Having established solid sci-fi credentials with Arrival and Blade Runner 2049, filmmaker Denis Villeneuve takes on hard SF and world-building on a massive scale with Dune – the first of a two-part adaptation of Frank Herbert’s celebrated 1965 novel.

Entering a universe previously charted by visionary filmmaker David Lynch, as well as a faithful but forgettable mini-series, Villeneuve’s vision hones close to the source novel but makes all its mysticism, mentalism and intergalactic politicking a lot easier for newcomers to follow (and swallow) than prior versions.

The story basically follows the battle between two great houses – the noble Atreides and the sinister Harkonnens – for control of the planet of Arrakis and its valuable mind-altering spice, which is vital to space travel and the galactic Imperium. The focus is predominantly on a young hero, Paul Atreides (Timothée Chalamet), whose prophetic dreams and visions position him as the messiah figure predicted to liberate the desert dwellers of Arrakis, the Fremen. And there are humongous worms lurking below the sands…

Dune can be a tough sell – it’s not Star Wars – and the challenge for any filmmaker is the amount of exposition required so as not to completely lose the audience. Lynch’s version had a lot of the characters thinking aloud (along with some helpful narration), which often sounded daft, whereas Villeneuve adopts a visual shorthand that effectively establishes the key players and cultures, as well as the planet’s ecology. And it helps to have Zendaya’s character, Chani, succinctly sum up the situation on Arrakis as the film opens.

Moreover, framing the spiritual journey of Paul as a chosen one/coming-of-age tale – albeit with giant sandworms – makes the heady sci-fi concepts and mythology a lot more palatable to a mainstream audience.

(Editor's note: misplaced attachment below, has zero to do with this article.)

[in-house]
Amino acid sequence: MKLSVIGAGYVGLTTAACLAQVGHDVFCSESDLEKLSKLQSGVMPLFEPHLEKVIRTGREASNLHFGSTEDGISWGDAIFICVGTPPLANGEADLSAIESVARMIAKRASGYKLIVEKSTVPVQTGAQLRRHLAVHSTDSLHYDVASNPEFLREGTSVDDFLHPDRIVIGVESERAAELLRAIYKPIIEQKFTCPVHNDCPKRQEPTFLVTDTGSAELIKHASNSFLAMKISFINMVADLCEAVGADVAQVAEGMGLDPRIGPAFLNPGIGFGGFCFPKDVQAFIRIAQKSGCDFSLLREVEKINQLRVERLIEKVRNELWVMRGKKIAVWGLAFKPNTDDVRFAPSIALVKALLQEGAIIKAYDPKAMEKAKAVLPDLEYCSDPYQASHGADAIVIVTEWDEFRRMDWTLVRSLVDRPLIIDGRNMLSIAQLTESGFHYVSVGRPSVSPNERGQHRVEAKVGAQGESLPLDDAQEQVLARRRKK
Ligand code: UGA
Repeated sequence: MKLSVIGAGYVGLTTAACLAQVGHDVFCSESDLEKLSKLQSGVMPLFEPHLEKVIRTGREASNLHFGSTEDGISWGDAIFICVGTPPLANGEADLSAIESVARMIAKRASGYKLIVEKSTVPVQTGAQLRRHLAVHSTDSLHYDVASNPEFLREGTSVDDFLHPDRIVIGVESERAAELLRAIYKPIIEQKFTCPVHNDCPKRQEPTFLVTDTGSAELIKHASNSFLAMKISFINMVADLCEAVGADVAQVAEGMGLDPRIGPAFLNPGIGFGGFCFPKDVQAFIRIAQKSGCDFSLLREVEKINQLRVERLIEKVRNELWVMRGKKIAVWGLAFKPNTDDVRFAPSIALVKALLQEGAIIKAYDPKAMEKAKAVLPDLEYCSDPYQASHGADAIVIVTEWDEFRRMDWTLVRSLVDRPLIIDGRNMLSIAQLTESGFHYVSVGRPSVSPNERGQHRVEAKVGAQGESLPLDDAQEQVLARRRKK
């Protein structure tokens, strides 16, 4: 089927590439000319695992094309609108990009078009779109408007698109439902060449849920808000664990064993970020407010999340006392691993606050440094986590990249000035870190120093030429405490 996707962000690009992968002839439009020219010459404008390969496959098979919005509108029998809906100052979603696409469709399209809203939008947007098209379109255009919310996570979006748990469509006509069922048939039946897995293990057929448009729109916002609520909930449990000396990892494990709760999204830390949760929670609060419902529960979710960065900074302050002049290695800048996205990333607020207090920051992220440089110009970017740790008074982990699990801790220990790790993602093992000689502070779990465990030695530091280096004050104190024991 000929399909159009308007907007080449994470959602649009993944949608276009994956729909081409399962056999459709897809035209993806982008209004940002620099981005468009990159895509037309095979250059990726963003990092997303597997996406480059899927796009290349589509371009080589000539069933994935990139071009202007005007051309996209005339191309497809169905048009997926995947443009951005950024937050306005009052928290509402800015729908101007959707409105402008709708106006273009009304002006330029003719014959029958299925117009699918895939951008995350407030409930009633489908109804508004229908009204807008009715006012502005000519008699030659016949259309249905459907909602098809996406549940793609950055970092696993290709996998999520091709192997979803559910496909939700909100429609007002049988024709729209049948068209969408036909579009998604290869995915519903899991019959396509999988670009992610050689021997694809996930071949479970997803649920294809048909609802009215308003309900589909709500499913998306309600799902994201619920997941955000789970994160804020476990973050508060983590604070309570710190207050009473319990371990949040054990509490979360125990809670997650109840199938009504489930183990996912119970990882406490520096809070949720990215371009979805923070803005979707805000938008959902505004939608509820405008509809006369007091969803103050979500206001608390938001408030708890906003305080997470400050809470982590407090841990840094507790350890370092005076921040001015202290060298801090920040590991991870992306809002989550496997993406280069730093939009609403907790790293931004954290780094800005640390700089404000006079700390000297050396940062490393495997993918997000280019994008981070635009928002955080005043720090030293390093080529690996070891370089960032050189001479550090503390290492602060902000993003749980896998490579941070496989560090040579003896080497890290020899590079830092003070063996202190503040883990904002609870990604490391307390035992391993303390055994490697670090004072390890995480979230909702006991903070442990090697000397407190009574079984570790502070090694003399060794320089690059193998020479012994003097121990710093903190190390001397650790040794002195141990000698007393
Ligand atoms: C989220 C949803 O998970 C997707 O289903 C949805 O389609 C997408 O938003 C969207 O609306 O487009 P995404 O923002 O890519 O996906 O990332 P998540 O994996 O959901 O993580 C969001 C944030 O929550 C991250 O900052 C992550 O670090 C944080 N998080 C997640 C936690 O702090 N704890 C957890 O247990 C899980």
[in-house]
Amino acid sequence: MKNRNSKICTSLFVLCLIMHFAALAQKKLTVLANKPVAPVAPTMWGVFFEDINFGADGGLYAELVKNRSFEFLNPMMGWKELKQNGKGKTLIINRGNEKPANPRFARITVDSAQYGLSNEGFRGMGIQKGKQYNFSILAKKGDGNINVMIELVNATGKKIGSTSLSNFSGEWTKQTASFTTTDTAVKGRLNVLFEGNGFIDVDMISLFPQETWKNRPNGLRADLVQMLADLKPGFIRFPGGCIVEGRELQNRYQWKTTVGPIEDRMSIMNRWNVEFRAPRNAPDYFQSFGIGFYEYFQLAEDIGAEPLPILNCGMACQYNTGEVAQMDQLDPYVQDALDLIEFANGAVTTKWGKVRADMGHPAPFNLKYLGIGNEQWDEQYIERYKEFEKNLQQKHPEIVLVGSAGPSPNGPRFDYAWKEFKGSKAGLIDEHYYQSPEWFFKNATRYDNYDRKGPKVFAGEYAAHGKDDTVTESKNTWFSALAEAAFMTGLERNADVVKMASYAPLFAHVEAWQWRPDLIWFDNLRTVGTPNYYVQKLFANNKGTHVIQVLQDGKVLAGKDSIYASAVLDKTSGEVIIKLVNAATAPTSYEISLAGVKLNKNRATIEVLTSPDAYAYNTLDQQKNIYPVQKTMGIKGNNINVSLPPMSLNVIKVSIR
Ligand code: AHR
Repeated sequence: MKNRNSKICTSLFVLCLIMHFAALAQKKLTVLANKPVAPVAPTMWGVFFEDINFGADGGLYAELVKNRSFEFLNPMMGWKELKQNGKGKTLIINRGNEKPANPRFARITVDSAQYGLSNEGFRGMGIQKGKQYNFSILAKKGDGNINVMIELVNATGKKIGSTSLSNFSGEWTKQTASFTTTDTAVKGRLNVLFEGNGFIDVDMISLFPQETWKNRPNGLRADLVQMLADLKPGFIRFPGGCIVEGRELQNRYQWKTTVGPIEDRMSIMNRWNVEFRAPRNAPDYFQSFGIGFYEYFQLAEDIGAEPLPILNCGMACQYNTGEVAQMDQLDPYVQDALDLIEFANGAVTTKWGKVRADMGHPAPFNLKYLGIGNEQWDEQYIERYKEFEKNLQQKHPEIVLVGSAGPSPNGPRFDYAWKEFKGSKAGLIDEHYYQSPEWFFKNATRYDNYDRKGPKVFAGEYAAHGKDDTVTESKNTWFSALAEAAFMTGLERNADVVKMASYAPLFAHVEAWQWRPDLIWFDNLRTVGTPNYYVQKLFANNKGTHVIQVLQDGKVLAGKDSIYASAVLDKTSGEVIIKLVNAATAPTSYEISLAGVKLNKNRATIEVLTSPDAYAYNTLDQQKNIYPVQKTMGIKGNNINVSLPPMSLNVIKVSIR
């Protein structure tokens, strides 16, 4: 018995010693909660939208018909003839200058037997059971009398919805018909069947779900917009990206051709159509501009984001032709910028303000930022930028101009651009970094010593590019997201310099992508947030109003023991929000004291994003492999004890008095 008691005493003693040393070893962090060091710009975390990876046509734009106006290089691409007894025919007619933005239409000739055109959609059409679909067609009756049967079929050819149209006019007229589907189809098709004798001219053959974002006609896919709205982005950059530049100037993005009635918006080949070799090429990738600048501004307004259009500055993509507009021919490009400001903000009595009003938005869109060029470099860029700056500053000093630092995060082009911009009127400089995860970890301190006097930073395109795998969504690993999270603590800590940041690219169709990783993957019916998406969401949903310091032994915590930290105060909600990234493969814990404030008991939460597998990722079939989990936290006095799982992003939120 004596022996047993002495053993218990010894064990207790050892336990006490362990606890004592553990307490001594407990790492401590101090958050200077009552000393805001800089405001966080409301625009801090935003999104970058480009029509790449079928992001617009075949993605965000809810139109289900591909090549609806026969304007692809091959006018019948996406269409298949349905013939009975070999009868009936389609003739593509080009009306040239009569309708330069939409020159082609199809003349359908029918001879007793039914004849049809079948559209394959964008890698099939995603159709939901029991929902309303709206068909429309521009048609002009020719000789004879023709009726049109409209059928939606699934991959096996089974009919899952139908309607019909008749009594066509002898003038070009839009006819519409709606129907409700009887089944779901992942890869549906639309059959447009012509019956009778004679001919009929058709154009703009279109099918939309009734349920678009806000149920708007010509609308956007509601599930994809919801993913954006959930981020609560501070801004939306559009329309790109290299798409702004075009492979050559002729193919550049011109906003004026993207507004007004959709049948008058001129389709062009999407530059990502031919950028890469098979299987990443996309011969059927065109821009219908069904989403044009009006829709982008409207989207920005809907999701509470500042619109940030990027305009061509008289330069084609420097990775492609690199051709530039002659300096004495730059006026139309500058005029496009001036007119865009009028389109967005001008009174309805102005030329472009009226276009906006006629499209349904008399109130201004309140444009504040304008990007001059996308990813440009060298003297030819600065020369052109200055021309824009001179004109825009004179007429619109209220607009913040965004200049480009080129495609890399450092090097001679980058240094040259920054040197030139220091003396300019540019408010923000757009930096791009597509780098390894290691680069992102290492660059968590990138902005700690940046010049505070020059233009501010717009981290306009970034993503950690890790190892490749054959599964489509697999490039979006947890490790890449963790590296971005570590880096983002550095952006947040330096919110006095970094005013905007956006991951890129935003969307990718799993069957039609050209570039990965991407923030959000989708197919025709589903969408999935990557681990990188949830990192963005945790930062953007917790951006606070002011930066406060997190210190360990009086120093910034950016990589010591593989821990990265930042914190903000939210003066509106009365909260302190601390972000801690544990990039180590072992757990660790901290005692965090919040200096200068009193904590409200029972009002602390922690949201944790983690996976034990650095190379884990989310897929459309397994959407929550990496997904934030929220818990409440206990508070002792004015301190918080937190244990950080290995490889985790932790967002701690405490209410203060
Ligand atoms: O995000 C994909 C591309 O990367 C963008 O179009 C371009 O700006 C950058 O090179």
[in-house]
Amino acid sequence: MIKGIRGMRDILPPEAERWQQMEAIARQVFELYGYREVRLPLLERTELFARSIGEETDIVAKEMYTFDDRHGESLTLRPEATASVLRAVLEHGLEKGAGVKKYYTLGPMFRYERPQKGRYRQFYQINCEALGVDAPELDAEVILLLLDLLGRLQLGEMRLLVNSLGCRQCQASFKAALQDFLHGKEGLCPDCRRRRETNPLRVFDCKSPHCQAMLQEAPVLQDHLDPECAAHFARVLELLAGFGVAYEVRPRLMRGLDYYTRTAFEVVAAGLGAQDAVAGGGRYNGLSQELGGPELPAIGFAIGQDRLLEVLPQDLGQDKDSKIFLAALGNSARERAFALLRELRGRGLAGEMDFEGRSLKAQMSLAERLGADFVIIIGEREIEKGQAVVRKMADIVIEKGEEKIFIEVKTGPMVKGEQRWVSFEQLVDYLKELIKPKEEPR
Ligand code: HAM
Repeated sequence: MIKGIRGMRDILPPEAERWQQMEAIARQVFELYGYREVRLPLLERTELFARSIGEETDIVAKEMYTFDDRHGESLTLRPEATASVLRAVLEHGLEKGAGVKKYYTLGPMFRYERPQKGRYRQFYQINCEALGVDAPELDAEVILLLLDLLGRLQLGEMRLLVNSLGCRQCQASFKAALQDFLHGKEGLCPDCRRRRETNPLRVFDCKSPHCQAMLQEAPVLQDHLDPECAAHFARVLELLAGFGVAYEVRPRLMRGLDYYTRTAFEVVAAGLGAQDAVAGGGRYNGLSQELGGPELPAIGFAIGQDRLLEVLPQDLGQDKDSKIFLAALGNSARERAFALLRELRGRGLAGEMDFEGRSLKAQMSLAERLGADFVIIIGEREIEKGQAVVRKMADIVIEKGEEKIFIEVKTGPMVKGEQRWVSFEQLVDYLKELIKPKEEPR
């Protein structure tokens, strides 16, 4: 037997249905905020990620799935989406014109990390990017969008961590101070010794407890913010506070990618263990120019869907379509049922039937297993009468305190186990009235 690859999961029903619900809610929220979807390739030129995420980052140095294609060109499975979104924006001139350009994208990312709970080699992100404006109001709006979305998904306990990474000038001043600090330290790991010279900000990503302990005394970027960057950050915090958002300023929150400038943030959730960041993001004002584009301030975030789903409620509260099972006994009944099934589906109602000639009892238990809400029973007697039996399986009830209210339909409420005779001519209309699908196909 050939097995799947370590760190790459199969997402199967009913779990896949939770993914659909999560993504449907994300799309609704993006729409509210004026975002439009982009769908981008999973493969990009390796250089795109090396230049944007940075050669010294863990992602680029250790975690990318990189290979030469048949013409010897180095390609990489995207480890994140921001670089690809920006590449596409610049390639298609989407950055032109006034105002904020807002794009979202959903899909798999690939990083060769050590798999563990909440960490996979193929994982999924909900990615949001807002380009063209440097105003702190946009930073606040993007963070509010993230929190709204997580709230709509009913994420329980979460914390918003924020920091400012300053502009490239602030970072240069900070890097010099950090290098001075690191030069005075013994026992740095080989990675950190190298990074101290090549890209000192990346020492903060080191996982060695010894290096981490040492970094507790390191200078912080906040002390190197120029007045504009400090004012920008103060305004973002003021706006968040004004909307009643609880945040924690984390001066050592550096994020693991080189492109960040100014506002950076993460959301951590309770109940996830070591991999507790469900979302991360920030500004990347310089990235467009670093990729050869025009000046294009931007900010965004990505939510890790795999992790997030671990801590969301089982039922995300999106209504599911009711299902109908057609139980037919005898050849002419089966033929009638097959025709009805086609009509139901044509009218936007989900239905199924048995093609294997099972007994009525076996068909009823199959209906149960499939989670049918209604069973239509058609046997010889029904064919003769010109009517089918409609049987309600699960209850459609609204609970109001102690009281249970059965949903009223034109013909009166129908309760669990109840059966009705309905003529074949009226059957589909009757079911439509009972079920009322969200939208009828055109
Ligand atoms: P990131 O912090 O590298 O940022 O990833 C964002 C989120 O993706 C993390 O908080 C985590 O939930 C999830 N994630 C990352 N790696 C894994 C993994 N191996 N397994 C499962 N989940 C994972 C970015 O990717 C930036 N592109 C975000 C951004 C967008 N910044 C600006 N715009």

Dune was a dream project for Villeneuve, but having a director in love with the novel he’s adapting can sometimes be both a blessing and a curse. Fortunately, his determination to honour Herbert’s classic results in a movie that looks and feels like Dune should – from the dragonfly-like transports and Guild Heighliner spacecraft, to scenes and moments from the book that haven’t appeared on screen before. Moreover, the sheer immensity of the production is gobsmacking – imagine a celestial Lawrence of Arabia with a booming Hans Zimmer score that packs a bass punch you can feel.

Dune is also a casting director’s dream and Timothée Chalamet is the ideal Paul Atreides, a seemingly callow youth struggling with the immense powers stirring within him that will determine his destiny. Jason Momoa’s amiable persona is a solid choice for swordmaster Duncan Idaho, and Javier Bardiem is a commanding Stillgar, while Stellan Skarsgard’s corpulent Baron Harkonnnen is sparing used and will get more screen time in part two. And there’s a gender switch for Dr. Kynes, played in Lynch’s film by Max Von Sydow and now by Sharon Duncan-Brewster.

For fans of classic sci-fi literature, it’s a great time to be alive, with Isaac Asimov’s Foundation recently adapted as a small screen series and now Dune hitting the big screen once again. And you should see it on the biggest screen you can find – preferably IMAX, as a good portion of the film is shot using the large format.

Villeneuve has created a movie as immense and visually astonishing as the universe it depicts. As a faithful translation of Herbert’s book, and when compared with previous screen versions, this is the definitive Dune to date (well, half of it anyway), and events are set to really ramp up in Part Two.

In cinemas: December 2
Starring: Timothée Chalamet, Zendaya, Jason Momoa
Directed by: Denis Villeneuve

Dune at JB Hi-Fi